It is specifically because of the intricacies of the Notice requirements, and the ability of any interested party to object, that the question as to whether 'full authority' has been granted under IAEA and letters testamentary issued is so critical. It is common for a related personal representative to claim 'full authority' because it was granted solely within the verbiage of the will, which could lead the under-informed to assume that no court order is required. Unless the authority has been granted under IAEA, a court order MUST be obtained. Rather than go into all of this detail, I originally decided to answer your specific question regarding using the standard purchase agreement more succinctly presuming the common occurrence of assumed 'full authority,' because you had not mentioned letters testamentary or IAEA.

I stand by my original answer that because of the myriad pitfalls inherent in using a 'standard purchase agreement' for such a purchase, I strongly suggest you NOT use that agreement and instead seek affordable legal counsel. Not only can they include verbiage to protect your purchase transaction, they can also verify that proper procedures have been followed, proper Notices given, and letters testamentary have indeed been issued; which means that those with standing to object have been given their opportunity to do so, and either agreed to the sale, or their objections have been quashed.

I am perhaps more sensitive to the importance of using counsel whenever dealing with probate purchases because I lost significant capital on a $2.5 million purchase literally at closing when one of the previously unnamed beneficiaries served an injunction to stop the sale. This happened back when I was first starting out buying probate properties, and was in a state that does not have the 90% rule; the price was about 65% of appraisal value - a significant loss of profit and huge legal fees to correct. The seller thought she had 'full authority' to sell, and was as horrified as we were to have the sale reversed by the court. We were both even more horrified by the ensuing legal fees that it cost to extricate ourselves from the mess because of the unfounded allegations the 'injured party' levied against us.

"An ounce of prevention is worth (much more than) a pound of cure!" - Ben Franklin

In my experience in California, in virtually all (I can't remember one that didn't) of the wills the decedent stated the name of the Personal Representative and alternates, and stated it was the decedent's desire to have the estate administered under the Independent Administration of Estates act. So no court confirmation is required (unless one of the heirs files a dispute.) One of the main reasons the Act was passed many years ago was to relieve the courts and judges of the paperwork burden for estates where the will clearly stated how the decedent wanted the estate handled.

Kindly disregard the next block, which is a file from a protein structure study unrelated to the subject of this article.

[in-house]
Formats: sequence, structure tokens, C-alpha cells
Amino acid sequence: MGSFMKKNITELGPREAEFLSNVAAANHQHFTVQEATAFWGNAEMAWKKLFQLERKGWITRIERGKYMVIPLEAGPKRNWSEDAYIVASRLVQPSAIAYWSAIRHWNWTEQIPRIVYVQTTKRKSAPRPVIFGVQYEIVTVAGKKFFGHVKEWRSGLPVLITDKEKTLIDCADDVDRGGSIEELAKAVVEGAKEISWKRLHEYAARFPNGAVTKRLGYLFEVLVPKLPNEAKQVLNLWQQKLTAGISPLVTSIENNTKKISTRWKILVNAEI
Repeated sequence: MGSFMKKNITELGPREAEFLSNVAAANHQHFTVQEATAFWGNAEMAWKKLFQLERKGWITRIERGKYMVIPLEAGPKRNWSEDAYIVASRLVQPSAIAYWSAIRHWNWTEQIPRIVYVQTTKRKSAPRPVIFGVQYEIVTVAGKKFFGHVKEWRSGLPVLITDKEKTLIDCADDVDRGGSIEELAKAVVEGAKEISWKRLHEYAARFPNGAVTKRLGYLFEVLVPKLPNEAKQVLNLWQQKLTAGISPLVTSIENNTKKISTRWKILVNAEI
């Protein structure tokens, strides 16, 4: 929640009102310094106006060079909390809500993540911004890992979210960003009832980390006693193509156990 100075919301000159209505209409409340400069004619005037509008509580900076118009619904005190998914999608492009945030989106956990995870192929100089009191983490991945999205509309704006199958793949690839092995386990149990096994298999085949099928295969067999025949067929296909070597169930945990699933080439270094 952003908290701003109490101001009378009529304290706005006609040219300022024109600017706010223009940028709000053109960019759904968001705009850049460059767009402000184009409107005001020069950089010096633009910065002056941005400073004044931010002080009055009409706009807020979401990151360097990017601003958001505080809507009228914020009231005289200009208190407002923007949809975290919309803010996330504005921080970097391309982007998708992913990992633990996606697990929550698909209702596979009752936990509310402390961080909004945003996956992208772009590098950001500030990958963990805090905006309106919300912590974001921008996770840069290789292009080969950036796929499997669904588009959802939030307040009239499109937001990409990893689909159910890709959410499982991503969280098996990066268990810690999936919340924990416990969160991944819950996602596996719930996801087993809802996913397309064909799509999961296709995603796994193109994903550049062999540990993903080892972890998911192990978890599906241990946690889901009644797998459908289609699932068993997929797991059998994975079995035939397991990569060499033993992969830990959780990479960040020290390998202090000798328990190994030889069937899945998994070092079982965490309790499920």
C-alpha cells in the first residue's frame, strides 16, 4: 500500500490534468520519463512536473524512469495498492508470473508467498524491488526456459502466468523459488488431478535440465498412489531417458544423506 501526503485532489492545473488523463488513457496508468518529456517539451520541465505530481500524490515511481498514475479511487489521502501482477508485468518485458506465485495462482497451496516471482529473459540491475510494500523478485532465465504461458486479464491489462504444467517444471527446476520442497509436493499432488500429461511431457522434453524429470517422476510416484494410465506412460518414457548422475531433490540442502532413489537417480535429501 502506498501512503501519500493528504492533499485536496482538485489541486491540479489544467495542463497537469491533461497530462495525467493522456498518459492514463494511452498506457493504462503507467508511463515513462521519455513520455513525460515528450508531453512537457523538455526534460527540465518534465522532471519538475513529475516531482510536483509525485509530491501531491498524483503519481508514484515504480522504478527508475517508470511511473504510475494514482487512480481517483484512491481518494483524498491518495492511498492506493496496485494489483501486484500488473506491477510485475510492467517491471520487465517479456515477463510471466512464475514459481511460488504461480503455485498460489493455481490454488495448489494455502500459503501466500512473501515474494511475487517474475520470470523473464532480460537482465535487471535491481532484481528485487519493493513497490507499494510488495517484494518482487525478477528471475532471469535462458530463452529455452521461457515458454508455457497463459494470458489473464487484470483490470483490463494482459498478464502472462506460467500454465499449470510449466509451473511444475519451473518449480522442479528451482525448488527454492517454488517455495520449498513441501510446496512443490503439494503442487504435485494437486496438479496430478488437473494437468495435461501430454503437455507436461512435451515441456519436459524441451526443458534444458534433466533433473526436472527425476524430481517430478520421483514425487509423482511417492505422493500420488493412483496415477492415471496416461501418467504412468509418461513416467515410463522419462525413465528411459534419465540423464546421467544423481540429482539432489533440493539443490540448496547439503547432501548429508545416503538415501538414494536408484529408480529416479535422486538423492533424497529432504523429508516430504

Thank you all for the knowledge. I have a lot to learn in the probate niche.Thank you Mark Pedroza for the reference.

@Ryan Hobbs in your initial post you asked about which contract to use. When you said a standard purchase agreement, were you referring to a CAR RPA (residential purchase agreement)?  If so, the answer is no.  You need to use the CAR form PPA (Probate Purchase Agreement) whether or not the seller has full or limited authority. 

Short answer to the wise info given previously; Sometimes a sale requires court confirmation, sometimes not.  It depends on the level of authority the seller is granted. 

@Ryan Hobbs  Remember, if no will then Letters of Administration. If the estate has Limited Authority and should make contact and while working your numbers ask the PR to petition the court for Full Authority. Whenever your in N CA I'll show you so-called "dad's) "Notice of Petition to Administer Estate of H Pedroza". Dad wasn't that keen to file a Trust or Will so everything was based on Letters of Administration and yes a Probate Purchase Agreement was used to liquidate a property in San Francisco. 

Court confirmation was not required because my step-mother had "Full Authority" to administer the estate without court supervision and the authority was never revoked BUT with Notice of Proposed Action (DE-165)

Mark (N-CA) Sac/Placer counties

Ryan, there is no statutory form requirement for sale of real property in CA.

The rather lengthy explanation from the young man taking law classes fails to correctly answer your question. Derek W and Pedroza pretty well hit it right.

PR with full powers, no bond (and especially if sole heir/beneficiary) then make your best deal. Document as you wish. If subject to attorney review, s/he may be uncomfortable if non-standardized forms are used. Since I prefer a simple, 6 or 7 line, one-page with lots of white space, I've never had a problem but then again, I'm fairly high-profile in the probate legal world in CA.

Noticing is required for all transactions involving real estate, unless:

>No other heirs

>No Requests for Notice have been filed by other interested parties

>No active litigation

Title company will either want attorney "comfort letter" or or estoppel letter from PR asserting compliance.

If your transaction does not meet these requirements and noticing is required, it's not too difficult for either an heir or any interested party souring the bathroom at your party by objecting or sending most any communication to the court that appears to question your anticipated transaction. That will trigger the necessity of a court confirmed sale and Order Confirming Sale. Just had that happen in your neighborhood an a case where I am the PR.

What a pain for the buyer because more eyeballs are in your deal, pub may be required, and it's subject overbid, as my buyer learned to his disappointment.

Thanks Rick,

That was the information I was looking for. I thank you for taking time to answer my questions.I will be asking a lot more in the future.